[df.columns.difference(['col_1'])]
.apply(centroid_summary, p_centers=3)
.reset_index(level=0))
```

Here is how this works:

- To reduce a group into a data frame of any number of rows and columns, we need to call from within
`apply()`

a function that returns a data frame of the desired structure. - In this case, we create a custom function
`centroid_summary()`

which:- Accepts a data frame
`p_df`

and computes the “centroids” where the rows are treated as observations and the columns as the dimensions. - The function accepts an integer value specifying
`p_centers`

the number of centroids to compute. - The function returns a data frame that has as many columns as the input and as many rows as that specified by the number of centroids
`p_centers`

.

- Accepts a data frame
`apply()`

passes to`centroid_summary()`

:- The values of all columns for the current group one by one. Note that prior to calling apply we excluded the grouping column via
`[df.columns.difference(['col_1'])]`

so it is not passed to`centroid_summary()`

. - The desired number of centroids
`p_centers=3`

since`apply()`

passes any arguments passed to it to the function being applied.

- The values of all columns for the current group one by one. Note that prior to calling apply we excluded the grouping column via
`apply()`

then combines the data frames returned from`centroid_summary()`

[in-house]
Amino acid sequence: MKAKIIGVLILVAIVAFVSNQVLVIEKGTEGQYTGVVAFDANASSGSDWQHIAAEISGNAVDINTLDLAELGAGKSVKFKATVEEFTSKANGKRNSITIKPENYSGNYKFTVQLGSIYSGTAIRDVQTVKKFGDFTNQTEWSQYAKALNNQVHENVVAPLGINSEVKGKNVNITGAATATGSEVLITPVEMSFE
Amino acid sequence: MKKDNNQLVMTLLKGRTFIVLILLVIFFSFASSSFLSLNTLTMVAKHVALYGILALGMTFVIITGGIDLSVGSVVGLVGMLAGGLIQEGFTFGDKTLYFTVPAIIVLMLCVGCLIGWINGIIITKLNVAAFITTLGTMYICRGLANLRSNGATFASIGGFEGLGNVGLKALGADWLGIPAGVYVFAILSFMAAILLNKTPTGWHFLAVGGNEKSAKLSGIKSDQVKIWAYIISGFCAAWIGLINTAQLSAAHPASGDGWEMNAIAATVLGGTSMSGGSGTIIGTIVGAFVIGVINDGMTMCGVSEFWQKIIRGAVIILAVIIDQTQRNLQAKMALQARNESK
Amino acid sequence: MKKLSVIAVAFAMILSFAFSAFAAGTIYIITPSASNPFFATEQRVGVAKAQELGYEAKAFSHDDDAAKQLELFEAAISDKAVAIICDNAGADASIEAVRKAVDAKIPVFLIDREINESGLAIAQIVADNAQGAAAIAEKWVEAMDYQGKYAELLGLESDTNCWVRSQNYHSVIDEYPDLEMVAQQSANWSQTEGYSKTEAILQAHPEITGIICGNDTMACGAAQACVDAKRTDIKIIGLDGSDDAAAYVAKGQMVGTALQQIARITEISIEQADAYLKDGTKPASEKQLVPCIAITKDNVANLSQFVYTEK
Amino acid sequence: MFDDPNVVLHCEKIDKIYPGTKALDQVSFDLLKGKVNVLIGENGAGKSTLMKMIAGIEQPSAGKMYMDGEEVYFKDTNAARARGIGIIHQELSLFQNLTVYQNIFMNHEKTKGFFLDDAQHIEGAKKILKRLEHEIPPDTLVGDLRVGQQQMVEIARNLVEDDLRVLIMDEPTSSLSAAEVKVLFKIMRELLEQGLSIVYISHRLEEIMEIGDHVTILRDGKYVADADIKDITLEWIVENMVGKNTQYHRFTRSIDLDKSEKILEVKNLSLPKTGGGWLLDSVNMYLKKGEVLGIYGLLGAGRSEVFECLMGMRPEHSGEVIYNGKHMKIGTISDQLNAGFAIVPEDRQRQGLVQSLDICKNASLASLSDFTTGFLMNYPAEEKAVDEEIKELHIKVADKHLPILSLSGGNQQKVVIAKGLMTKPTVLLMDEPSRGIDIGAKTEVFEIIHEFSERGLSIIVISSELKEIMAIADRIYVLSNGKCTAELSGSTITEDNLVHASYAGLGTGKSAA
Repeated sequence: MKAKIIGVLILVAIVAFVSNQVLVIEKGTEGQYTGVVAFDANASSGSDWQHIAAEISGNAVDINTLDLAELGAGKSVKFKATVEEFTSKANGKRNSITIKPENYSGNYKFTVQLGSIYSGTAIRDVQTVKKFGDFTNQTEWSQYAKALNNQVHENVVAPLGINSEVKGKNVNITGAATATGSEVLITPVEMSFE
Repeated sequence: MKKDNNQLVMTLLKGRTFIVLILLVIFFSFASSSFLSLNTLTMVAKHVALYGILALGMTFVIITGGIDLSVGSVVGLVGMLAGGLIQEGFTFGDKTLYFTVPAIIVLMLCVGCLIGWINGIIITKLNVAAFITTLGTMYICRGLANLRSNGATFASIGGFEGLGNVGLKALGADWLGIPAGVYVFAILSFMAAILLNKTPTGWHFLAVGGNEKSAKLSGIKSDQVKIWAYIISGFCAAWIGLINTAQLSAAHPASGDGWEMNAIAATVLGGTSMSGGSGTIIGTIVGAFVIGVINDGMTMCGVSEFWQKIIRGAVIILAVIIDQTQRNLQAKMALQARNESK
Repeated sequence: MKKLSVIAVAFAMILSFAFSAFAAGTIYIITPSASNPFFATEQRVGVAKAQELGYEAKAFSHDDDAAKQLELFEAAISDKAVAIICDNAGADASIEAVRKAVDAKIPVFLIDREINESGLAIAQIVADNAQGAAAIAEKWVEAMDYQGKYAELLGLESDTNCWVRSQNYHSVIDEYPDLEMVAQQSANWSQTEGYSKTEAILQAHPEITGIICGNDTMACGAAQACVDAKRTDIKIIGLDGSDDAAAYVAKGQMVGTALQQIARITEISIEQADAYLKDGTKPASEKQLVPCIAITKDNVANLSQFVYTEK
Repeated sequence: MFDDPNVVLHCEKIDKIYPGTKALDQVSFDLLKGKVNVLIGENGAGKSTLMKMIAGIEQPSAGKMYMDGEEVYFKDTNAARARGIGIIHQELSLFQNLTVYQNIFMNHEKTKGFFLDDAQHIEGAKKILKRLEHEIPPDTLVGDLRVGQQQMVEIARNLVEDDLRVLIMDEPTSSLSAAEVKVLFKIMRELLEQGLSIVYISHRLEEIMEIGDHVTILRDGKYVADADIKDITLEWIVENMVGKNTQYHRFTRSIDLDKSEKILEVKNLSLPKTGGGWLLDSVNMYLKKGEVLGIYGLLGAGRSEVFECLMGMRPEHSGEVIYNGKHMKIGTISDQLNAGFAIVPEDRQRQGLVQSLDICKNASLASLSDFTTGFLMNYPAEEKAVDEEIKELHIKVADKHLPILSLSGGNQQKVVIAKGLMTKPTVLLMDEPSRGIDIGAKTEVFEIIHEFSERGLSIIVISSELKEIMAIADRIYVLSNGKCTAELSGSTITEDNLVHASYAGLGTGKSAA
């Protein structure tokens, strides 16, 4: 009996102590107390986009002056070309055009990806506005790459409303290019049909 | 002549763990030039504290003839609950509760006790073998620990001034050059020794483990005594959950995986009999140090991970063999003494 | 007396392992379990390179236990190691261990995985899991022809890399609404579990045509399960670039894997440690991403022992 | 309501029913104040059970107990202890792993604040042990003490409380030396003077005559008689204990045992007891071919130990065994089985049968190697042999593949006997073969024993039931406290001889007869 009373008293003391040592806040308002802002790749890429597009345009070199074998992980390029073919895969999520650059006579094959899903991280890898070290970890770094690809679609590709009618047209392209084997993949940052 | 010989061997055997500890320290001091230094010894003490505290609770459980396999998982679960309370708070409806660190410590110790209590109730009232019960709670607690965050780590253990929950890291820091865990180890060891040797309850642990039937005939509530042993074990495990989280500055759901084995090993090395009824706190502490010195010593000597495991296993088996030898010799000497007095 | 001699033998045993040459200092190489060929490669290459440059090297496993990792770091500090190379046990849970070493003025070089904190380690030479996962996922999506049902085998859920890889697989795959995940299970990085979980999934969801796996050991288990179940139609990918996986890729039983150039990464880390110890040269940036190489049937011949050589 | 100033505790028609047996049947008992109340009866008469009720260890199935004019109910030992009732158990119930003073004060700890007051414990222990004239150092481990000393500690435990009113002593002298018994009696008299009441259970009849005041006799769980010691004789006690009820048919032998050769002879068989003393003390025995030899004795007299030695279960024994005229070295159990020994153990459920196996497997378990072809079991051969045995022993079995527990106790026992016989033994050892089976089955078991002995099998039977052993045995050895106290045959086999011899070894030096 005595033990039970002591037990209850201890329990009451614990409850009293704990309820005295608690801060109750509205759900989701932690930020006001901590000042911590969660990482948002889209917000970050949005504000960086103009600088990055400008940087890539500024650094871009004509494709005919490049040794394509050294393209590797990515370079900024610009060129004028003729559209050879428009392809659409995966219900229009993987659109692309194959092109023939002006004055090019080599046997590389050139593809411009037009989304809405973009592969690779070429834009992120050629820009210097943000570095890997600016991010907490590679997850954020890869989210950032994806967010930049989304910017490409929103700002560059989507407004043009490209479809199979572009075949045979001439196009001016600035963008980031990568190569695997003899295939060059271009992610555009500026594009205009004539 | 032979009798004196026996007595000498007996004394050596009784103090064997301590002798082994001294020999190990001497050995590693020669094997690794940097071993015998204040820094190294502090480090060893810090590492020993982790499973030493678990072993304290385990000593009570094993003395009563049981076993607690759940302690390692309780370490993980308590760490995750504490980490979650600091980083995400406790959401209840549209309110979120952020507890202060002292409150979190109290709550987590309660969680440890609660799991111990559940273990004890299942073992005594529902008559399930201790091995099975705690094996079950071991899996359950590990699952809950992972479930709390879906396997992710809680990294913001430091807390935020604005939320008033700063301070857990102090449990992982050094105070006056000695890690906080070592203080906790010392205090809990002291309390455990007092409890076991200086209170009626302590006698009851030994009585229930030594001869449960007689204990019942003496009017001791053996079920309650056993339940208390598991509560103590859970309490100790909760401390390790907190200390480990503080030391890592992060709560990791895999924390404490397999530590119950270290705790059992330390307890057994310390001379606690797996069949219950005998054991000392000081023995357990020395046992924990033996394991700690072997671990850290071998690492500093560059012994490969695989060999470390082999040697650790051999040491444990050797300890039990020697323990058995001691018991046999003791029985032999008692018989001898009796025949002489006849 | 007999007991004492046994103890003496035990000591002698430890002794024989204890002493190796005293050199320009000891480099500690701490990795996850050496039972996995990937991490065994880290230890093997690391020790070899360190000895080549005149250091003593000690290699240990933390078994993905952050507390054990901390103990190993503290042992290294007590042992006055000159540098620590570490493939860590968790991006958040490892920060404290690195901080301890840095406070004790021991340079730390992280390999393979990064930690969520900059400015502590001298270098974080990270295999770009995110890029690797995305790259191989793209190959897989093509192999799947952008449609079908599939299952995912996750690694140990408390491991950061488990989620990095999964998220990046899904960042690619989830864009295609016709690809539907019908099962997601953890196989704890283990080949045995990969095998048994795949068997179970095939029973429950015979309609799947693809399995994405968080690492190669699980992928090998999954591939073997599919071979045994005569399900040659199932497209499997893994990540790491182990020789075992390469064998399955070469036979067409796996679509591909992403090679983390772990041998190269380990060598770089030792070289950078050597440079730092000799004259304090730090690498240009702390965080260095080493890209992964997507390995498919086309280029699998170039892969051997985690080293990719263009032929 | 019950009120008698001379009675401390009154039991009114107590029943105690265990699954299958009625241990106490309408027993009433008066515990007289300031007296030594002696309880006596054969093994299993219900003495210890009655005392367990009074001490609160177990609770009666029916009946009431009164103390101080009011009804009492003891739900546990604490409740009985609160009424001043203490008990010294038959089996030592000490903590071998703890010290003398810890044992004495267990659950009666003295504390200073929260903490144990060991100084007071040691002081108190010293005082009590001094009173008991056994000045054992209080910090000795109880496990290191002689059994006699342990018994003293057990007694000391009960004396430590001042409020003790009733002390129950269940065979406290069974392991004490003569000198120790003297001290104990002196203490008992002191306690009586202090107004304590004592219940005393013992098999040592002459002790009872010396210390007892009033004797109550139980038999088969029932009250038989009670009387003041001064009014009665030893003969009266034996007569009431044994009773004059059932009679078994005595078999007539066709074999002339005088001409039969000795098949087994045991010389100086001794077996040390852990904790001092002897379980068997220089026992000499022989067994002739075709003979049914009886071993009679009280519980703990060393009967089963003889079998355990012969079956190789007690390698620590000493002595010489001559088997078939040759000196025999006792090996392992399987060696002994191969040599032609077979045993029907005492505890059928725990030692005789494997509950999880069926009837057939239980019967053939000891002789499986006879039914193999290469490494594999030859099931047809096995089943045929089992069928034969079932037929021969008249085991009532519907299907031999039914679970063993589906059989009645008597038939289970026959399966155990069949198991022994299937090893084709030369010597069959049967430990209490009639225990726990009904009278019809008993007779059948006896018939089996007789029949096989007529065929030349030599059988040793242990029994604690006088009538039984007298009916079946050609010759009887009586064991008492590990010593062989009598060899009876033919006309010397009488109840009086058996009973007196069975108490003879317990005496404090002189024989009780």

for each group by row binding them i.e. stacking them one on top of the other while aligning the columns according to the column names (which are the same for all the data frames).- The output data frame
`df_2`

will have as many columns as the input data frame`df`

and as many rows as the product of unique values in the column`col_1`

and the number of centers`p_centers`

which in this case is 3. - The
`centroid_summary()`

function operates as follows:- It takes two arguments:
`p_df`

the data frame to be summarized and`p_centers`

the number of centroids to have as the summary. - The function applies k-means clustering to
`p_df`

with`p_centers`

as the number of clusters using`KMeans`

from`scikit-learn`

. - We extract the centroids via
`kmeans.cluster_centers_`

and convert that to a data frame via`pd.DataFrame()`

. - Finally, we use
`set_axis()`

to set the names of the output columns to be the same as the names of the input columns. See Renaming.

- It takes two arguments:

PYTHON